Work Smarter, Not Harder: How to Prioritize When Everything is a Priority

 

Ah, it's the age-old mantra at work. Work smart, not harder. I'm sure you've heard it before, but actually mastering this adage can prove to be a bit of a moving target. By actually learning to work smarter instead of harder, you can get ahead at work while making your life easier instead of harder.

Learn How to Prioritize

If your job is anything like mine, you have a lot to do in a short amount of time. Paperwork is piling up, reports are due and the boss is breathing down your neck about something he or she asked you to get done weeks ago. When you're feeling overwhelmed, it's time to take a step back to reassess the situation.

Some of the items you need to get done are obviously more time-sensitive than others. For example, when given a choice between working on a presentation my boss needs before leaving on an important business trip in two days or a report that's due in a couple weeks, it's clear which item needs to get done first.

 

What then, should you do about the items that aren't as clear-cut? There are going to be times when you find yourself with a stack of work and everything seems like a priority. Say you have a finance report that's been sitting on your desk for a week that needs to be reviewed and submitted to your boss and a stack of employee reviews you've been putting off for so long your employees are starting to get restless. Or say timesheets are due in by this evening and your boss walks in and hands you a stack of paperwork that also needs to be done right away.

Create a List

While it might now seem like a good use of time, it can help to take a step back and create a list of everything that needs to get done. Write down everything you need to work on and then arrange the list in the order it needs to be finished. You might find some of the items on the list that seemed like pressing issues aren't as urgent as others. Separate the items that aren't urgent out into a separate list. These items can be done at your leisure after you finish the important stuff.

Assess the Importance of the Task

Some tasks carry a lot more weight than others. Look at how each task benefits the company and others working in the company. Also, look at how it benefits you. What are the repercussions of not finishing the task? If you have an urgent assignment from your boss and a report you told a coworker you'd help them with, it's time to go tell your coworker you aren't going to have time to work on the report until later. Sure, you aren't going to make many friends that way, but at least you'll spare yourself the wrath of your boss.

A good rule of thumb when there isn't a clear-cut choice is to prioritize customer relations and take care of them first. If you have client or vendor work that needs to get done, make sure it gets done on time. Ultimately, these are the groups that keep your company running and you'll be in big trouble if relations sour because of something you did . . . Or didn't do, in this case.

Honesty is the Best Policy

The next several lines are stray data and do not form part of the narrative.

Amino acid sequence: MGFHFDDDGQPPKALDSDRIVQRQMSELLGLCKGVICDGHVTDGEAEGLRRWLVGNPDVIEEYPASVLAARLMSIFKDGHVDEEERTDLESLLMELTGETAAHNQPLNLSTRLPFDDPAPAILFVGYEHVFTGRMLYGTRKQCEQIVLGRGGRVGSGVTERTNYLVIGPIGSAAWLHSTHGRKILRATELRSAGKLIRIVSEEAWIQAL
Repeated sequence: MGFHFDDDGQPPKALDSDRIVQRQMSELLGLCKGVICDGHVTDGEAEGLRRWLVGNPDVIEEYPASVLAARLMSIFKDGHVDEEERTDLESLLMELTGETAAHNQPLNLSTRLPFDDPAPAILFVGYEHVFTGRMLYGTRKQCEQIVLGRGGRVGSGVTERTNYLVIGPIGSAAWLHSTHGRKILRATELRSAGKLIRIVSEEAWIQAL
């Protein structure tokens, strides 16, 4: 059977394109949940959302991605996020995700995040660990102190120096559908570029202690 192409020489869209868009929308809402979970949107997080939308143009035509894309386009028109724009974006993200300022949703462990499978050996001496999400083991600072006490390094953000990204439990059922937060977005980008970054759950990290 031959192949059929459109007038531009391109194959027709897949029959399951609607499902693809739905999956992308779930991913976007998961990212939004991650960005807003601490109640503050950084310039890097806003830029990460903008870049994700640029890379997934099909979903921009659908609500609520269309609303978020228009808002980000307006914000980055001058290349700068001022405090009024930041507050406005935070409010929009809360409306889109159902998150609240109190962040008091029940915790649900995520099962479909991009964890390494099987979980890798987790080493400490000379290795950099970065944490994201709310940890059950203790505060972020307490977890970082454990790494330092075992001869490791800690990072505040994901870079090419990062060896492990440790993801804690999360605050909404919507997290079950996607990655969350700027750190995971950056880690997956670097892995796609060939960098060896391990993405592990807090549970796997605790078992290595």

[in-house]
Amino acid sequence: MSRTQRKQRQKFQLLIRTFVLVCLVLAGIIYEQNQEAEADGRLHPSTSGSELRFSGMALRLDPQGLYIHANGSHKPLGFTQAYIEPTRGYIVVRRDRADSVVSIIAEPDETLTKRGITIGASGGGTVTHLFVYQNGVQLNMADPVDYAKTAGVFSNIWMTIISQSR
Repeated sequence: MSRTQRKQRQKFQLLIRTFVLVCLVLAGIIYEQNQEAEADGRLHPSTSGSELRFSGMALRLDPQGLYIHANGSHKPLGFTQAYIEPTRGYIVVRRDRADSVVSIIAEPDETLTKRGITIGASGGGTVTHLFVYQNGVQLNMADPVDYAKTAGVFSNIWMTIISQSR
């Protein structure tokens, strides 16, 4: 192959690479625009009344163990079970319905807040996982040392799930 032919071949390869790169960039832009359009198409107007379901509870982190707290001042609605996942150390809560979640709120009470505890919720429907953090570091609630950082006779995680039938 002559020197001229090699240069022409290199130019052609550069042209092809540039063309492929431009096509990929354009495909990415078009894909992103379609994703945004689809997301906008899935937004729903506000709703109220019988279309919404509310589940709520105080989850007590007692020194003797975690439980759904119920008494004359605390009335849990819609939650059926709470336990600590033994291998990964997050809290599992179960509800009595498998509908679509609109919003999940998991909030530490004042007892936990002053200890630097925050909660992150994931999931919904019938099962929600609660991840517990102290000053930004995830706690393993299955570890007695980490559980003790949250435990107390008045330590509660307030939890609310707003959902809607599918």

If you're overwhelmed and aren't going to have time to finish your assigned work, it's time to tell somebody. It happens. Your bosses may not be happy about it, but they'll be happier that you told them early, as opposed to waiting until deadlines are staring you, and them, for that matter, in the face. Think about it. Would you rather be told an assignment may not get finished on time a week in advance or hours before the assignment is due and you're supposed to present it at a company meeting?

Another aspect of being honest is learning to say no. If you're too nice a nice person, you may allow yourself to become the person onto which everyone in the office piles the work they don't feel like doing. Instead of having to worry about your job, you'll be left worrying about your job and the jobs of your coworkers as well. Start telling them no and watch as your workload gets lighter.

Don't Overdo It

Part of learning to work smarter, not harder is learning not to over-do your assignments. Everyone wants to impress their boss, which may lead you to go above and beyond what's actually required of you. While this may be fine when you have the time, it could be contributing to the stack of work that's starting to pile up.

Don't get so caught up in the minute details you lose sight of the big picture. If the boss asks for a simple spreadsheet, there's no reason to give him a detailed spreadsheet with charts, graphs and all sorts of bells and whistles he didn't ask for. All you're doing is making more work for yourself and placing roadblocks in your way that could prevent you from finishing other projects.

When All Else Fails, Ask

When you aren't sure, clarify. If a task is going to be too much to complete on time, be honest about it. You might find some of the tasks you thought were urgent aren't as important to your boss as you thought they were. You might also find your boss didn't realize the amount of work being piled on you and may be willing to delegate some of it to others who don't have as much work.

Don't be afraid to ask for help. It might just be the lifeline you need to ensure you finish everything on time.